May 2, 2019

The Digital Humanities and Poetry (Part III)

In the final installment to my three-part blog series on the digital humanities and poetry, I want to discuss text-based and visual storytelling projects and how you can get started creating them. The University of Southern California’s Sidney Harmon Academy for Polymathic Study in conjunction with the Alliance for Networking Visual Culture, IML, Vectors, and various scholars and departments across USC developed the free, born-digital, open source, multimedia self-publishing tool Scalar to change the way students and scholars publish and distribute their work as well as diversify the way in which people engage with text and media. A digital tool like Scalar could benefit poets that meet structural challenges when attempting to be published. When you write a book into Scalar all you need to share your work is a link. That’s it! Scalar also addresses interests in self and online publishing while simultaneously engaging with what many writers are already doing—creating new ways of navigating literature and art more broadly.

My favorite example of this is Chris Ware’s Building Stories which is a text that comes in a box. The box is full of object-like images that possess no dialogue as well as small flipbooks; all of these are based in various comic-book styles. Readers are given the freedom to navigate the materials as they wish, producing new meanings as they rummage through and critically engage with Chris Ware’s project. Other similar projects that explore multi-path storytelling and rhetoric are Ander Monson’s Vanishing Point project, and Amaranth Borsuk, Kate Durbin, and Ian Hatcher’s Abra, a living textThe bringing together of accessibility, multimedia, and new ways of exploring a story or collection of work helps us rethink pedagogical and rhetorical conventions and dogmas.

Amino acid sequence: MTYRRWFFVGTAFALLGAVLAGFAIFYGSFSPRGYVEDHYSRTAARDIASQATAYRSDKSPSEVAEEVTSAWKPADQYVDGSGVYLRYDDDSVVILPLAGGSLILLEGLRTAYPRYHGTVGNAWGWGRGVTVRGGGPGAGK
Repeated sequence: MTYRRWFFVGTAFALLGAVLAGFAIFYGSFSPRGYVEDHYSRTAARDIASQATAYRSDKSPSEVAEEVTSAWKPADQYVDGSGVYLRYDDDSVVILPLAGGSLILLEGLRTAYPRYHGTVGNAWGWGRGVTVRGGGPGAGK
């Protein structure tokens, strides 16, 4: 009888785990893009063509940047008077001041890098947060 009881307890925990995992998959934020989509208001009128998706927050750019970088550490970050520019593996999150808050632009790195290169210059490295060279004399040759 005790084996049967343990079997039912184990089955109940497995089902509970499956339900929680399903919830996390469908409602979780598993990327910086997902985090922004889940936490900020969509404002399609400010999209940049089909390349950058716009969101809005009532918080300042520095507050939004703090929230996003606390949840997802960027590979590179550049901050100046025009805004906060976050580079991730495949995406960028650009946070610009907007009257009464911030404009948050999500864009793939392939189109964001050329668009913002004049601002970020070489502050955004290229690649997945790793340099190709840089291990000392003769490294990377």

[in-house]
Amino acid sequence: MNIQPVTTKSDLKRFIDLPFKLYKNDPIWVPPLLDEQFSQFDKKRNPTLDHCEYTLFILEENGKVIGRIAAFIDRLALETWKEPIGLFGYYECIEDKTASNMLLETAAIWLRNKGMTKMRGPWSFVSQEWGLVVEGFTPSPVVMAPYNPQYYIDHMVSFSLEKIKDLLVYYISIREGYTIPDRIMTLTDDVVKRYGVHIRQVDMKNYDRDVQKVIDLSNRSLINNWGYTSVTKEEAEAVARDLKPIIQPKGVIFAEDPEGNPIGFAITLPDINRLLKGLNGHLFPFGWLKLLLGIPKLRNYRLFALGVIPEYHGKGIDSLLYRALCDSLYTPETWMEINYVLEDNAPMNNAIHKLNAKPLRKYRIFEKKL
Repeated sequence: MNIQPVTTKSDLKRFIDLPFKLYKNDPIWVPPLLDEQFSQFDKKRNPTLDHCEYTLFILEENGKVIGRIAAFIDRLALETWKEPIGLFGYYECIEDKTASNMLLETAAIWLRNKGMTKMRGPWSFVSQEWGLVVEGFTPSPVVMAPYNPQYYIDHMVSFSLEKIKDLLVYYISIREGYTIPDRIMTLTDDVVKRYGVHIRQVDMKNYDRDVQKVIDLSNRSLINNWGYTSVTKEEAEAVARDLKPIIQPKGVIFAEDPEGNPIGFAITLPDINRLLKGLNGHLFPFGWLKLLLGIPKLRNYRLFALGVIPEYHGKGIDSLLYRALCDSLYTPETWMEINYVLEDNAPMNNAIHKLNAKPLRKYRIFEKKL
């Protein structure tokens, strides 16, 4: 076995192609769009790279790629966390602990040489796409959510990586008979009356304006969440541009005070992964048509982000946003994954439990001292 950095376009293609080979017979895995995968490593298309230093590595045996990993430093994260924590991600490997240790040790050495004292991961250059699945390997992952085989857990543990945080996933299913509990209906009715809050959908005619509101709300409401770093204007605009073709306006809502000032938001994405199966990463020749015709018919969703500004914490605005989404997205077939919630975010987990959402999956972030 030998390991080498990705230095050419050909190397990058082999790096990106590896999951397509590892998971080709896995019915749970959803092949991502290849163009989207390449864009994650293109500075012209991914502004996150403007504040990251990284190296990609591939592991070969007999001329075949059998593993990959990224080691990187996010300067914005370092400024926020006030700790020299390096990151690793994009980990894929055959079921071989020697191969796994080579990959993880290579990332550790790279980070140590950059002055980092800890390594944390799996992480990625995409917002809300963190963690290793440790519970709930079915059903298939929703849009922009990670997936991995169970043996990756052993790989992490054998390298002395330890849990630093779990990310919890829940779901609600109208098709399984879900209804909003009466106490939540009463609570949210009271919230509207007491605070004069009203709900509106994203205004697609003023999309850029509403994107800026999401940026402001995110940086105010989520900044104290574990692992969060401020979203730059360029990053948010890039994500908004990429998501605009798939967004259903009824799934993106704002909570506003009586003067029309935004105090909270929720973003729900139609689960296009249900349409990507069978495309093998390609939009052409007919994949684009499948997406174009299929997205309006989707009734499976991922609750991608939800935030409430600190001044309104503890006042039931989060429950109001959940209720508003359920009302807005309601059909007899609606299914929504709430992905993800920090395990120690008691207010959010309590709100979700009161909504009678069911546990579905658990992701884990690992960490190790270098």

Scalar allows writers and poets alike to create online books that present video, images, and other forms of media alongside and/or through text. One could simply create hyperlinks to external pages in the text or place media directly into the Scalar book and annotate media as they see fit. One of the most interesting mechanics of Scalar to me is the ability to control how a reader navigates your book. Scalar uses the term “Path” to describe the route one takes when reading your work. A path connects pages in sequential order. When you create a path you give direction to your reader on where the next logical step may be in your book and they can follow along with the path you provide—you can also force readers down certain paths you create in your book and eliminate their freedom to move about your book as they please. Paths can fundamentally alter the way one reads and throws into question the form and logic of a book. Imagine holding a book in your hand and only being able to move through it one page at a time. A Scalar book can be architected in a way where this is the case, but there are no limits to the ways you could build your book and alter a reader’s experience. You may ask yourself, “Well, what’s the point of doing something like that?”—that point is up to the author. The point is in your creativity. It’s up to you to decide how you can marshal the mechanics of Scalar in order to produce an interesting and compelling project, whether its a critical work or creative one.

A potential book “path”

The best way to acquire a Scalar account is to go through where you can email them to gain access to a free Scalar account. If you’re affiliated with The Claremont Colleges you can access Scalar by emailing for access and make an appointment with one of the Digital Research Studio Fellows (such as myself) to learn the basics of the program. I must warn you, dear reader, that the learning curb is somewhat steep. However, the power and potential of Scalar can really set one apart from the pack. Whether that means applying to graduate school and wanting to provide a Scalar version of your writing sample to be more interesting, or if you’re a poet looking to digitally publish your next book or collection and you want to explore a multimedia approach then Scalar may be for you.

Jamey Keeton